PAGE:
Neuropharmacology: Opiates


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Lecture 14 from a college level neuropharmacology course taught in the spring 2012 semester by Brian J. Piper, Ph.D. ( at Willamette University. Includes pharmacokinetics, pharmacodynamics, and epidemiology.

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Neuropharmacology: Opiates

  1. 1. OpiatesBrian J. Piper, Ph.D.
  2. 2. GoalsHistoryExamplesPharmacodynamicsTreatmentEpidemiology
  3. 3. Terminology• Opiate: family of substances• Narcotic: class of drugs including opiates• Opioid: family receptors• Analgesics: drugs that decrease pain without unconsciousness• Anesthetic: drugs that decrease pain with unconsciousness• Naloxone (Narcan): short acting opioid antagonist• Naltrexone: long-acting opioid antagonist
  4. 4. History129-199 1783-1841 1817-1884
  5. 5. Widespread use of morphine in US between 1865-1906 Mrs. Winslows Soothing Syrup was an indispensable aid to mothers and child-care workers. Containing one grain (65 mg) of morphine per fluid ounce, it effectively quieted restless infants and small children. It probably also helped mothers relax after a hard days work. The company used various media to promote their product, including recipe books, calendars, and trade cards such as the one shown here from 1887 (A calendar is on the reverse side.).Source: Prof. Anagnostaras, UCSD
  6. 6. Origin Chemistry ScheduleMorphine Opium II (II-III) poppy Felix Hoffman, Bayer Acetyl=OCOH3Heroin I Production in 1898 OH to Acetyl Diacetylmorphine Synthesized in 1916, H to OHOxycodone Oxycontin produced in II (II-IV) OH to =O 1995Codeine Identified in 1832? -OH to 0CH3 II Methylmorphine (III-IV)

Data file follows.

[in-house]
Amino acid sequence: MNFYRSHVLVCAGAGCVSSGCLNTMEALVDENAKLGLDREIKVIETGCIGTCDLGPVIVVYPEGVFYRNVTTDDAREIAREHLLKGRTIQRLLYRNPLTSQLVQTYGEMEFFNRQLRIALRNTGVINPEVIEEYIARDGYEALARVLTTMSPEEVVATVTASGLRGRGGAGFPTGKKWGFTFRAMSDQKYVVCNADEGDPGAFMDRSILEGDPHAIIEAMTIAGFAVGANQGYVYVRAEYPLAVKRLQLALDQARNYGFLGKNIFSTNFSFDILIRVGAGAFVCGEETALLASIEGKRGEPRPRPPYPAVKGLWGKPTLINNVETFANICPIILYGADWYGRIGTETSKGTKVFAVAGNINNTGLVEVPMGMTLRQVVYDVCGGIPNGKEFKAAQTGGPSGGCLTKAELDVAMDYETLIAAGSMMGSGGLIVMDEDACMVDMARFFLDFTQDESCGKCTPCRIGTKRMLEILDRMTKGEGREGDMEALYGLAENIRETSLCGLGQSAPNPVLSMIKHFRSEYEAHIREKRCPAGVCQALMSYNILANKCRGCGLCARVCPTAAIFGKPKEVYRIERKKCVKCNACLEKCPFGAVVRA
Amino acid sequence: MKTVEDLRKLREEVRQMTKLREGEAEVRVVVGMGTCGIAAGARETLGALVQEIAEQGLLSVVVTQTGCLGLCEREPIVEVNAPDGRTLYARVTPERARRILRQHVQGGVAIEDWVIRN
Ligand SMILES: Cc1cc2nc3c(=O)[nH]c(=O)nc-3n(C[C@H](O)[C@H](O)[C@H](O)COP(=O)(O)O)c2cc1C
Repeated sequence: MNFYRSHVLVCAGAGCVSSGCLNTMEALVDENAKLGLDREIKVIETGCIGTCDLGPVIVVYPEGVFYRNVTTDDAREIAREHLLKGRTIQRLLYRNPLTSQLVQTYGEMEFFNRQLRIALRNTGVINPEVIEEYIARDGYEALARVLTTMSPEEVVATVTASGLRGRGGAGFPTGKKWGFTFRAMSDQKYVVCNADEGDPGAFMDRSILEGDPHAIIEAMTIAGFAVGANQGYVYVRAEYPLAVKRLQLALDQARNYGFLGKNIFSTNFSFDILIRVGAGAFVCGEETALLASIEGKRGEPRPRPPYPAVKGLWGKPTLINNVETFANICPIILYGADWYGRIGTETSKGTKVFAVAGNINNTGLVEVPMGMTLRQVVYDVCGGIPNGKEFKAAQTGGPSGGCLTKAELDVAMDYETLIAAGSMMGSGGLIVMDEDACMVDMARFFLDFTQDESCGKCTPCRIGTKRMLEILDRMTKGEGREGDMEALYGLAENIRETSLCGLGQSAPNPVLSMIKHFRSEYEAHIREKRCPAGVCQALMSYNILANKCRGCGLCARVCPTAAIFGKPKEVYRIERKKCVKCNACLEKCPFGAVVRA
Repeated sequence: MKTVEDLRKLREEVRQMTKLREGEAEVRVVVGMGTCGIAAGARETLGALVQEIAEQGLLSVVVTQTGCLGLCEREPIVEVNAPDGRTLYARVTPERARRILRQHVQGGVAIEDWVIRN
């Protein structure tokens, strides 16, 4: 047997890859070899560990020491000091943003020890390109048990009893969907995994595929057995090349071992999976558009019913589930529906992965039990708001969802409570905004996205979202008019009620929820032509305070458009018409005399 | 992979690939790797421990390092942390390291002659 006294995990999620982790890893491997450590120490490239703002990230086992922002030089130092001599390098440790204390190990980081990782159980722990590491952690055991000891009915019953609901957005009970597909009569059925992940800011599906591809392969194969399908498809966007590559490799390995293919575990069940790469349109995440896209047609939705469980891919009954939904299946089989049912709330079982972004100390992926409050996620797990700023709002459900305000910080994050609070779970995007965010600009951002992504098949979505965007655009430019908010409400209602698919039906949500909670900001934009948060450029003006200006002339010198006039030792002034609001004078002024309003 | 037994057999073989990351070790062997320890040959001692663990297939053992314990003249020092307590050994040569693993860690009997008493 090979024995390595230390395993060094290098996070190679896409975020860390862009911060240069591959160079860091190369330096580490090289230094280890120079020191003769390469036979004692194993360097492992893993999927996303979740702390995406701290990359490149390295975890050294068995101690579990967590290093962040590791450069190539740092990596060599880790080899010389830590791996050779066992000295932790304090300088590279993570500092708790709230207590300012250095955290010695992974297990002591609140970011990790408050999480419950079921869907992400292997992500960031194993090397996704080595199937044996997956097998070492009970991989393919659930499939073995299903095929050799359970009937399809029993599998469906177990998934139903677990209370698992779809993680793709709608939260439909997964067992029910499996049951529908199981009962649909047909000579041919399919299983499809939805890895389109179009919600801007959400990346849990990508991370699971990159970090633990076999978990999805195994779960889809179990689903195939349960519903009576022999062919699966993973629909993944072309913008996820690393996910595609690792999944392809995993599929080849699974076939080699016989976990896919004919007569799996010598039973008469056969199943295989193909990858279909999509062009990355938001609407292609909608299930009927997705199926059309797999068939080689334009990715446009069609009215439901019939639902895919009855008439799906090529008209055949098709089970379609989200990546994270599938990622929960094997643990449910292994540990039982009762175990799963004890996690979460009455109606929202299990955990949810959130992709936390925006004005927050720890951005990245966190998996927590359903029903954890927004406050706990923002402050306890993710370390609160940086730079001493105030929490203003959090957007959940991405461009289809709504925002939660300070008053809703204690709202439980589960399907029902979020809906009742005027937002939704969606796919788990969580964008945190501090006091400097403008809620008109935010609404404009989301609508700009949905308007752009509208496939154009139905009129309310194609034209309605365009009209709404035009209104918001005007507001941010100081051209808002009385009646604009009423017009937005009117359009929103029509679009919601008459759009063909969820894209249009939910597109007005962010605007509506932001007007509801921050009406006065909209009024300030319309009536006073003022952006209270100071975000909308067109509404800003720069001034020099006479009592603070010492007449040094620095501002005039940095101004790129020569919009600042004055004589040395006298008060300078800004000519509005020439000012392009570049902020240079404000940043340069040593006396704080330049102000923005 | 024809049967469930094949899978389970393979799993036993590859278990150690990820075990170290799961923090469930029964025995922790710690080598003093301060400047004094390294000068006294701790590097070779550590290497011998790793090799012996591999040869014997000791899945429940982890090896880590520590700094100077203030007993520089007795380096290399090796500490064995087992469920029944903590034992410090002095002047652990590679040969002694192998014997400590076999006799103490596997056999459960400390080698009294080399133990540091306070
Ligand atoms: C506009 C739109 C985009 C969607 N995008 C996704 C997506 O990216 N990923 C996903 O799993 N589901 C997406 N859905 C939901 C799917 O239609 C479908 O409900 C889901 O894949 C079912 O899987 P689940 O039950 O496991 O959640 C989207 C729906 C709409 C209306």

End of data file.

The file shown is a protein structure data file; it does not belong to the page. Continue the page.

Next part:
7. 7. HistoryIn the following years, Heroin was a drug marketed by Bayer asa cough syrup without the nasty side effects of morphine. Source: Prof. Anagnostaras, UCSD
  8. 8. Potency (x-axis) vs. Efficacy (y-axis) 100Re 75spo 50 Hydromorphinens Morphinee 25 Codeine Aspirin 1 10 100 Log dose (mg)
  9. 9. Safety D gA ru 100• Effective Dose 50 ED 50 - Dose that produces an effect in 50% of a population E 50 D TD 50 L w o H h ig L gd gd s o ru o e Lethal/Toxic Dose LD 50 - Dose that kills 100 D gB ru 50% of a population 50• Safety Factor LD 50 /ED 50 E 50TD D 50 L w L gd gd s H h o o ru o e ig
  10. 10. Pharmacodynamics• Opioid Receptors • Mu: • Kappa: • Delta:
  11. 11. Delta Opioid Receptor
  12. 12. Delta Opiate ReceptorTradham (2011) Trends in Pharmacological Science, 32, 581-590.
  13. 13. Mu Receptor Distribution
  14. 14. Kappa Opiate Receptor
  15. 15. More terminology• Pro- larger precursor proteins (peptides)• Protease- enzyme that cut propeptide
  16. 16. Endogenous Substances
  17. 17. Knock-out• Knock-out: animal with Genotype Response gene made inoperative• Allele: alternative forms of +/+ Full gene +/- Partial• Diploid: organism with -/- Absent two sets of genes for each trait C57 Mouse• Homozygote: +/+ or -/-• Heterozygote: +/-